The number of the COVID-19 infection in Lagos State has continued to rise daily, alongside the number of cases of violence against women and girls. This was the concern expressed by Women at Risk International Foundation (WARIF), one of the nation’s foremost NGOs tackling the prevalence of gender-based violence in Nigeria. It said it was also concern over the number of cases of abuse against women in the rural areas. It said against this drop, it had launched the WARIF COVID 19 Response in Rural Communities Initiative to address this issue at the grassroots level.
This sensitization programme was designed in collaboration with traditional birth attendants, previously trained by WARIF as first responders on gender-based violence cases. “These health care providers, already educated on the prevalence of domestic and sexual gender-based violence within their grassroot communities and the immediate response and management of these cases, have been galvanized into small cell groups and are making house-to-touse visits in their various communities to offer assistance to women who are in lockdown with their spouses and partners. Cases of abuse in these households are being identified and recorded and are referred to the WARIF Rape Crisis Centre.
It said the first cycle of the programme was being carried out in five local government areas of Lagos state – Epe, Alimosho, Ikorodu, Kosofe and Apapa. “These LGAs were selected due to a high number of women in these communities with Alimosho the largest with a population of 5,700, 714 in number.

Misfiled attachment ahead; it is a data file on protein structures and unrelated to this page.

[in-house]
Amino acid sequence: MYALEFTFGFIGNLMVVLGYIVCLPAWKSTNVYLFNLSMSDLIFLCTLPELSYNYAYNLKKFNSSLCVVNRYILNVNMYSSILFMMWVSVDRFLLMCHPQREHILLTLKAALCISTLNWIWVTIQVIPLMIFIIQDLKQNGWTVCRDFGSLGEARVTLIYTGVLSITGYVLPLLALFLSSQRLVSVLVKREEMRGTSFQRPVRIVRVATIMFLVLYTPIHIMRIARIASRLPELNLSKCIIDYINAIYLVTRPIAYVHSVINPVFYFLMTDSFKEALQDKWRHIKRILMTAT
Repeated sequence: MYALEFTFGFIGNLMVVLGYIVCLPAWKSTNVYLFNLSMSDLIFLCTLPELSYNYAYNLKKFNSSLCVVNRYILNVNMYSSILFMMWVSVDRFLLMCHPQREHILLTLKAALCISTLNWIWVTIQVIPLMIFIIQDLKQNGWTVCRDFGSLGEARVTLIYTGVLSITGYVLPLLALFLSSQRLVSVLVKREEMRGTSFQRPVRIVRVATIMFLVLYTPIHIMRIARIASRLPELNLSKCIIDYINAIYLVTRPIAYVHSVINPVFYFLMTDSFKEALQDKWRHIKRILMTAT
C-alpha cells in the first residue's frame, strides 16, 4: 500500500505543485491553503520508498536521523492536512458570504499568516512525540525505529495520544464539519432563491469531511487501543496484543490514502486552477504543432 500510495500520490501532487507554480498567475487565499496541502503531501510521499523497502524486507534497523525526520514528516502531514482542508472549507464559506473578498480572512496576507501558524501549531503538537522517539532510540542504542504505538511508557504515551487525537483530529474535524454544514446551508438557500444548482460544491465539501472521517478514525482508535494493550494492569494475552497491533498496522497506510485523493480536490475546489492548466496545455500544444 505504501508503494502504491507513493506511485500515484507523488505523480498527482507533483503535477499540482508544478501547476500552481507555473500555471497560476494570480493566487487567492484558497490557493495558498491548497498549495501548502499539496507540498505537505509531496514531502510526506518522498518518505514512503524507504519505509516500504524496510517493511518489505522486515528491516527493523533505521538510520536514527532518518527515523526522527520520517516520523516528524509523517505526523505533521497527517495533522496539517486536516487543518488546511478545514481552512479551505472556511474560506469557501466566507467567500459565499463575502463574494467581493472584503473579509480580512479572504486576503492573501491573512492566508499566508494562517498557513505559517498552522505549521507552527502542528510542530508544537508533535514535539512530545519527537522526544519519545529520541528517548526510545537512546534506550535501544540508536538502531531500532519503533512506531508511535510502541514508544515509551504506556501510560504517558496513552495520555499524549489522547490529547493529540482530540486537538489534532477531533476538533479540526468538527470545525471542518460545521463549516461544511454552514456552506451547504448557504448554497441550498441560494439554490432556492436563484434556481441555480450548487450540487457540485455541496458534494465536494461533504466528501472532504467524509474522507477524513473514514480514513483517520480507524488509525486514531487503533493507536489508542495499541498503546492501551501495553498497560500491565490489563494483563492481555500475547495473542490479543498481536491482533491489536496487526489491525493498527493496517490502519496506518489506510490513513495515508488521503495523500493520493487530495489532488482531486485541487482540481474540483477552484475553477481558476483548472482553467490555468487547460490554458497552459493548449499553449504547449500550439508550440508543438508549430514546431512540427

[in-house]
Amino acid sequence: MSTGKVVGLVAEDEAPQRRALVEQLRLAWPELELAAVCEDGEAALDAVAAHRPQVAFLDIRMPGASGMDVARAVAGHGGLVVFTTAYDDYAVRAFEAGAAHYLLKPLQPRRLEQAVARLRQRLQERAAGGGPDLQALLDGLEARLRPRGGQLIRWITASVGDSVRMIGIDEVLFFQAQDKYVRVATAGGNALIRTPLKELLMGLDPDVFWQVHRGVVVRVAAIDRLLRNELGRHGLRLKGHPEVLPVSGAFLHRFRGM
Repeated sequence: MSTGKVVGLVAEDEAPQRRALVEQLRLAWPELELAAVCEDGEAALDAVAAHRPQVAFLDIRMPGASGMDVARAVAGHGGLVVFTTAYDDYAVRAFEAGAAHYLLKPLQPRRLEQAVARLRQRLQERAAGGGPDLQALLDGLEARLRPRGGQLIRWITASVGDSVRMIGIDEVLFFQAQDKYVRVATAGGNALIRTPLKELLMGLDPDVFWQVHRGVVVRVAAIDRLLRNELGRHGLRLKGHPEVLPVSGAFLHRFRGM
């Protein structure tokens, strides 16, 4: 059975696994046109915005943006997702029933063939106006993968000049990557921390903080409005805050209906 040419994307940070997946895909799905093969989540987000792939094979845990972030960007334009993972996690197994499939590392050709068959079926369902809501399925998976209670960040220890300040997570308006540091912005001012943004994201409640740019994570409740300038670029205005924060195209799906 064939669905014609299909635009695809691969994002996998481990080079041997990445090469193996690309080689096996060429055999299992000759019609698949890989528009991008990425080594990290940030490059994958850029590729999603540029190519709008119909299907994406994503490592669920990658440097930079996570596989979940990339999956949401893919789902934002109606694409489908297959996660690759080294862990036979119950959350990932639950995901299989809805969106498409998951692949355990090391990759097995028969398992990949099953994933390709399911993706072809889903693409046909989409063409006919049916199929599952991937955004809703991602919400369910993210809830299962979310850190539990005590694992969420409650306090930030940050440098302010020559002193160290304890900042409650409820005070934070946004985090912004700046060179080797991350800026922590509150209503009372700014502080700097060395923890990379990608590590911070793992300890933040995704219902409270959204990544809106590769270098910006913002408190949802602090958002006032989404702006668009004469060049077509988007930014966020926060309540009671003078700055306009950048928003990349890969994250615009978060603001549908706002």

“Additional support and assistance is given to these traditional birth attendants by the organization, with the distribution of personal protective equipment such as face masks, hand sanitizers and gloves to protect these frontline workers and reduce the risk of spread of the virus in their respective communities.
Dr Kemi DaSilva-Ibru, founder of Women at Risk International Foundation stated that “54% of the population of Nigeria still resides in rural areas, with the shadow pandemic and increasing number of cases, women in these remote areas are isolated and locked away with their abusers with no means of communicating with the outside world and with no services available to them. This Initiative brings help to their door step, providing an opportunity for care and safety from their abusers that they would not ordinarily have.”
She added: “It is important to provide care and protection to all women at risk, including those in our rural communities. To educate women on the impact of Covid-19 and also sensitize them on safety planning protocols during this period. This initiative builds on an existing relationship already present in these communities, with the traditional birth attendants, and so it is helping to foster stronger community ties and provide another platform for women to seek help.”
She noted that WARIF operates a 24-hour confidential helpline 0809 210 0009) to assist survivors of gender-based violence and provides free immediate medical care, counselling and social welfare to all women at risk at the WARIF Rape Crisis Centre.